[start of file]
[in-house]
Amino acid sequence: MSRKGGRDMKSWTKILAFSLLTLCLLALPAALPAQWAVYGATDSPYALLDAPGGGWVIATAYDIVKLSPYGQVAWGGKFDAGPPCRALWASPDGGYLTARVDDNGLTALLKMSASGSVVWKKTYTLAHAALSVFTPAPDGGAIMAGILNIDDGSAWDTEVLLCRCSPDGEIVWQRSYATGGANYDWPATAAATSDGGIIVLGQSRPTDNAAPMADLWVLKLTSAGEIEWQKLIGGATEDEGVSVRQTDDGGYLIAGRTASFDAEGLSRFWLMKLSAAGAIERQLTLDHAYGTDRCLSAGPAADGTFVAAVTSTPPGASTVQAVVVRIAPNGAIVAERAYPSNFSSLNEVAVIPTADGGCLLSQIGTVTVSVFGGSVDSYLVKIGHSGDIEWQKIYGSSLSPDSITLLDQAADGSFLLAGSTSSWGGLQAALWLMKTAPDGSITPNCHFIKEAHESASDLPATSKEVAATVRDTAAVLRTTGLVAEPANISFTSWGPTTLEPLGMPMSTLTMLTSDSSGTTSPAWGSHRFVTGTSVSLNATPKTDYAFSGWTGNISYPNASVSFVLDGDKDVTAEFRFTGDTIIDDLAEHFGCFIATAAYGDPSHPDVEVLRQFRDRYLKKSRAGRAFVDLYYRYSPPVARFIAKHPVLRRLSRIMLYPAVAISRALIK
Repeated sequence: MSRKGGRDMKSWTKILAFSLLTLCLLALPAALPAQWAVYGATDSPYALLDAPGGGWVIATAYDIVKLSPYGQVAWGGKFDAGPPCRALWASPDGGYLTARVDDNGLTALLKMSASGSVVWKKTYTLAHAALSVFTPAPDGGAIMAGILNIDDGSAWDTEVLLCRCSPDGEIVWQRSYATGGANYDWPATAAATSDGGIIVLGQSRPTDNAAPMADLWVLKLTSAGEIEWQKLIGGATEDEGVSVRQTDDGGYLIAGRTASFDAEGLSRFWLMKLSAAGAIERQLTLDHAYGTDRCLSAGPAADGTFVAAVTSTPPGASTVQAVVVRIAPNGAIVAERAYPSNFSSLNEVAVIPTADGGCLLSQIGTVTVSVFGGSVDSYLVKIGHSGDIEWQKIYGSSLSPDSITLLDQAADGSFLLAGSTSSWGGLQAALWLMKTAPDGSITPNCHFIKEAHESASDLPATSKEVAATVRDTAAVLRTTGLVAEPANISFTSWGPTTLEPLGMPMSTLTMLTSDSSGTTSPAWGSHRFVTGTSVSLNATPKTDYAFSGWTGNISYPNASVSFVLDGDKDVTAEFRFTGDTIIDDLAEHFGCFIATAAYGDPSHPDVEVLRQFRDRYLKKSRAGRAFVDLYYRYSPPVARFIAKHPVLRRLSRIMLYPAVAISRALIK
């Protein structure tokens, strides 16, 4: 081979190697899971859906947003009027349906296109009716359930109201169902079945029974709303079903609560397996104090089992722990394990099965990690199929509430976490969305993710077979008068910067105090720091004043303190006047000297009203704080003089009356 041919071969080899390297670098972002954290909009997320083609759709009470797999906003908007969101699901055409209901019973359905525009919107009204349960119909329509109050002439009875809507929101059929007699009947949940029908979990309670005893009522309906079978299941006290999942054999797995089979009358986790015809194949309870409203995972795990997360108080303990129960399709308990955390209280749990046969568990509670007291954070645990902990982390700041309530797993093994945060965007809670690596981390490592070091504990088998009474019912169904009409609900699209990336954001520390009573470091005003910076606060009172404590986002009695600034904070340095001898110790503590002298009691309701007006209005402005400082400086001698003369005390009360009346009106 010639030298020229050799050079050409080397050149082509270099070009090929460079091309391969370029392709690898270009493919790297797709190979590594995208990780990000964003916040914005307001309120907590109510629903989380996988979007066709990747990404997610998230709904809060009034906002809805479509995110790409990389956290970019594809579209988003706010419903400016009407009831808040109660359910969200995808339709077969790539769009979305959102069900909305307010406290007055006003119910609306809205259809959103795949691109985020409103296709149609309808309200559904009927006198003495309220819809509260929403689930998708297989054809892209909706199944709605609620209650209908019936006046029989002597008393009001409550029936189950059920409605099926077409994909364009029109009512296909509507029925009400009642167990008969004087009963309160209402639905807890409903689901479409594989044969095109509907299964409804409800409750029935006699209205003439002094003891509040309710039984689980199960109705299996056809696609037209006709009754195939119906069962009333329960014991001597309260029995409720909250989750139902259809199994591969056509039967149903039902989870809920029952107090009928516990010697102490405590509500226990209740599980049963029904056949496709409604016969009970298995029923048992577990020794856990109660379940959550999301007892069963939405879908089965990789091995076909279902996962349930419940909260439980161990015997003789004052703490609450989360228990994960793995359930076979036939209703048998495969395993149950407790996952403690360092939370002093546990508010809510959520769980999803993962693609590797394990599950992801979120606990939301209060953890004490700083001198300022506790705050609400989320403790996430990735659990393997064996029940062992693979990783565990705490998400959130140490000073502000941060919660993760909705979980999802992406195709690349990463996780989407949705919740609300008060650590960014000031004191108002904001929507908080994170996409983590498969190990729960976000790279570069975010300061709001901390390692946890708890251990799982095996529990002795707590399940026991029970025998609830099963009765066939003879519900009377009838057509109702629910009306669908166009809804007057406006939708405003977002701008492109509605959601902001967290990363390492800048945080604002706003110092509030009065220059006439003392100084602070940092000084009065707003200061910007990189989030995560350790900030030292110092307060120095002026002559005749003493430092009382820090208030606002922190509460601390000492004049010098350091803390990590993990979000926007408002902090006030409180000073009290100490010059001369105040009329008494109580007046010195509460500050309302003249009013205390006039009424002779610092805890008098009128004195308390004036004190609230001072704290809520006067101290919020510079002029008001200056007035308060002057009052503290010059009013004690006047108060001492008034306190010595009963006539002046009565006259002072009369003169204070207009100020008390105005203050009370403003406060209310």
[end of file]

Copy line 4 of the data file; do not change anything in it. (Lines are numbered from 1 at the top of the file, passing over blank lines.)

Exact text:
């Protein structure tokens, strides 16, 4: 081979190697899971859906947003009027349906296109009716359930109201169902079945029974709303079903609560397996104090089992722990394990099965990690199929509430976490969305993710077979008068910067105090720091004043303190006047000297009203704080003089009356 041919071969080899390297670098972002954290909009997320083609759709009470797999906003908007969101699901055409209901019973359905525009919107009204349960119909329509109050002439009875809507929101059929007699009947949940029908979990309670005893009522309906079978299941006290999942054999797995089979009358986790015809194949309870409203995972795990997360108080303990129960399709308990955390209280749990046969568990509670007291954070645990902990982390700041309530797993093994945060965007809670690596981390490592070091504990088998009474019912169904009409609900699209990336954001520390009573470091005003910076606060009172404590986002009695600034904070340095001898110790503590002298009691309701007006209005402005400082400086001698003369005390009360009346009106 010639030298020229050799050079050409080397050149082509270099070009090929460079091309391969370029392709690898270009493919790297797709190979590594995208990780990000964003916040914005307001309120907590109510629903989380996988979007066709990747990404997610998230709904809060009034906002809805479509995110790409990389956290970019594809579209988003706010419903400016009407009831808040109660359910969200995808339709077969790539769009979305959102069900909305307010406290007055006003119910609306809205259809959103795949691109985020409103296709149609309808309200559904009927006198003495309220819809509260929403689930998708297989054809892209909706199944709605609620209650209908019936006046029989002597008393009001409550029936189950059920409605099926077409994909364009029109009512296909509507029925009400009642167990008969004087009963309160209402639905807890409903689901479409594989044969095109509907299964409804409800409750029935006699209205003439002094003891509040309710039984689980199960109705299996056809696609037209006709009754195939119906069962009333329960014991001597309260029995409720909250989750139902259809199994591969056509039967149903039902989870809920029952107090009928516990010697102490405590509500226990209740599980049963029904056949496709409604016969009970298995029923048992577990020794856990109660379940959550999301007892069963939405879908089965990789091995076909279902996962349930419940909260439980161990015997003789004052703490609450989360228990994960793995359930076979036939209703048998495969395993149950407790996952403690360092939370002093546990508010809510959520769980999803993962693609590797394990599950992801979120606990939301209060953890004490700083001198300022506790705050609400989320403790996430990735659990393997064996029940062992693979990783565990705490998400959130140490000073502000941060919660993760909705979980999802992406195709690349990463996780989407949705919740609300008060650590960014000031004191108002904001929507908080994170996409983590498969190990729960976000790279570069975010300061709001901390390692946890708890251990799982095996529990002795707590399940026991029970025998609830099963009765066939003879519900009377009838057509109702629910009306669908166009809804007057406006939708405003977002701008492109509605959601902001967290990363390492800048945080604002706003110092509030009065220059006439003392100084602070940092000084009065707003200061910007990189989030995560350790900030030292110092307060120095002026002559005749003493430092009382820090208030606002922190509460601390000492004049010098350091803390990590993990979000926007408002902090006030409180000073009290100490010059001369105040009329008494109580007046010195509460500050309302003249009013205390006039009424002779610092805890008098009128004195308390004036004190609230001072704290809520006067101290919020510079002029008001200056007035308060002057009052503290010059009013004690006047108060001492008034306190010595009963006539002046009565006259002072009369003169204070207009100020008390105005203050009370403003406060209310």